Nancy Mora was only 44 years old when she got the news. Her husband, Enrique, was diagnosed with Alzheimer’s disease.
At the time, Enrique himself was only 58. Their boys were 11 and 13. With the shocking diagnosis, they went from children, to instant caregivers.
“He no longer can be the husband and father he once was. Over the last 10 years, the disease has robbed him of the ability to do simple things such as use a phone or a TV remote,” Mora explains. “Most recently, he seems to be struggling to walk.”
This time last year, there were 65,000 people with dementia in San Diego County. Now, that number has skyrocketed to 84,000 – in a large part due to better diagnostic tools, according to the latest county statistics.
On Saturday, October 20, Alzheimer’s San Diego will walk to support local families and research for a cure at the annual Walk4ALZ at Balboa Park. Registration opens at 6:30 a.m., and the walk begins at 8 a.m. You can register for free here: http://bit.ly/2PiCHjD
Alzheimer’s San Diego is a local nonprofit organization. It provides free services such as counseling with dementia experts, social activities and a volunteer respite program to give family caregivers a weekly break. It also awards grants to research projects working to find a cure.
Over the last few years, Mora herself has taken advantage of several services, including caregiver education and support groups.
“The staff has been so compassionate and caring. I realized I couldn’t continue being a caregiver without support,” she says.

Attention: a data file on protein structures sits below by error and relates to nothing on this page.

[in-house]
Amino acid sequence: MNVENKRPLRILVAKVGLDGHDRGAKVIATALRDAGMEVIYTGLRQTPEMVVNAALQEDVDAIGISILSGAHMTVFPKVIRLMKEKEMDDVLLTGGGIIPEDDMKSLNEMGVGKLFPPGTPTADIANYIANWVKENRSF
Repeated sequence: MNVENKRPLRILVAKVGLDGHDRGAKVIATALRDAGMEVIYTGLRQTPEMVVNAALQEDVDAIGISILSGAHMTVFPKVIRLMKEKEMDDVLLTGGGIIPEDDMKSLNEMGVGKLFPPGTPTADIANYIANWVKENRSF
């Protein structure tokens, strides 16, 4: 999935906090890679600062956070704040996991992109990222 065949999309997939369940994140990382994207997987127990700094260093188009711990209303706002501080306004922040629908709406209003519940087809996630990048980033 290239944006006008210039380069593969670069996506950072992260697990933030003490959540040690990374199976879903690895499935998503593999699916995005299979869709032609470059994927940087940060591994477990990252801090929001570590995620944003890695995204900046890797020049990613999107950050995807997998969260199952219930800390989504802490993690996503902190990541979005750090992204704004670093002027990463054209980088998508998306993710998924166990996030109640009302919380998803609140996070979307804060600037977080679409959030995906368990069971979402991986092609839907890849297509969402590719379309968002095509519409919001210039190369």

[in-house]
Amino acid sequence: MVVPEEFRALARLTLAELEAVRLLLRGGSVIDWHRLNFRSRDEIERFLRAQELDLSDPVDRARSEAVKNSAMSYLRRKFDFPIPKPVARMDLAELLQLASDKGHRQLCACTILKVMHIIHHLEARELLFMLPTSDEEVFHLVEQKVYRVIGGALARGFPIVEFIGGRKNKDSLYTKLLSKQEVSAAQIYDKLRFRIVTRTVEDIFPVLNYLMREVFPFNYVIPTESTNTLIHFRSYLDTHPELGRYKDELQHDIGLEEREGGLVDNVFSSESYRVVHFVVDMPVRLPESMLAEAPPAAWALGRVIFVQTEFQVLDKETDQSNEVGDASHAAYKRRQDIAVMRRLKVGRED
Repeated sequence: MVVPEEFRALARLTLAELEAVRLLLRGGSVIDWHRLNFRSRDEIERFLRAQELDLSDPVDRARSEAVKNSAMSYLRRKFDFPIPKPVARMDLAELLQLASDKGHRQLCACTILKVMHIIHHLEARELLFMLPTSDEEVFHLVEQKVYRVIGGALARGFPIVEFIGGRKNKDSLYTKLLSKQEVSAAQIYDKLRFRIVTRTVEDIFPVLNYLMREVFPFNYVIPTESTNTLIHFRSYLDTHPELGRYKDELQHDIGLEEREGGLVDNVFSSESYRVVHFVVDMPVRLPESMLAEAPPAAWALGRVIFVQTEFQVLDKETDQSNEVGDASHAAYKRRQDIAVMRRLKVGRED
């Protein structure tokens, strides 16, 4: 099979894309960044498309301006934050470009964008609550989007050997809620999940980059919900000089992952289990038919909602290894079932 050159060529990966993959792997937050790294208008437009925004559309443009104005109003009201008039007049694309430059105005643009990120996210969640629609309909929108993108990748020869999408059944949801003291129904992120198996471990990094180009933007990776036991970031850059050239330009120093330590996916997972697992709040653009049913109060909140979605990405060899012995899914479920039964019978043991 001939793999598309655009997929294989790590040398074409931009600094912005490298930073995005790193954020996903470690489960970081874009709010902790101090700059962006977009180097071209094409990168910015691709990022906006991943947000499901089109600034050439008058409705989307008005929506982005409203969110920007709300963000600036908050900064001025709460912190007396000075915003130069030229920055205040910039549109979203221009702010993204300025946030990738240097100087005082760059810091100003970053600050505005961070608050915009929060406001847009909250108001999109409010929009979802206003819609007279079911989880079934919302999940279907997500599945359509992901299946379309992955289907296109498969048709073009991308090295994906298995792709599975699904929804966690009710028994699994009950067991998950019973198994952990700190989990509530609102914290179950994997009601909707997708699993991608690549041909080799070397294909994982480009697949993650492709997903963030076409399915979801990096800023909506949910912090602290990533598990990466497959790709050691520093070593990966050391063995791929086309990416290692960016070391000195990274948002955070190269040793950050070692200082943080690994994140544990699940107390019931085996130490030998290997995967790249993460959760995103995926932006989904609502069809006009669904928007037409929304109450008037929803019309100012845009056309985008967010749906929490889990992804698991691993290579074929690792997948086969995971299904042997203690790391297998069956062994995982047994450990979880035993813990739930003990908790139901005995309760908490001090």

Mora will be walking on Saturday as the captain of Team Hope Heals.
“The Walk4ALZ inspires me to continue the fight. It brings a voice to the disease and gives us an opportunity to meet other families who are suffering the same, and I take comfort in that,” she adds. “I pray every day that we find a cure before either of our boys gets this diagnosis.”
The Walk4ALZ is also a passion project for Alpine resident Linda Cioffi. She’s been a top fundraiser for years, but was especially motivated when Alzheimer’s San Diego became a local and independent organization, with all funds staying in San Diego County. Her Walk4ALZ team, Quest for the Cure, raised more than $76,000 this year.
“All those thousands of people who walk care – and care deeply,” she says. “They are there that day both giving and receiving support. After the walk is done, I always feel so joyous. We can do this. We will do this. We will find a cure someday.”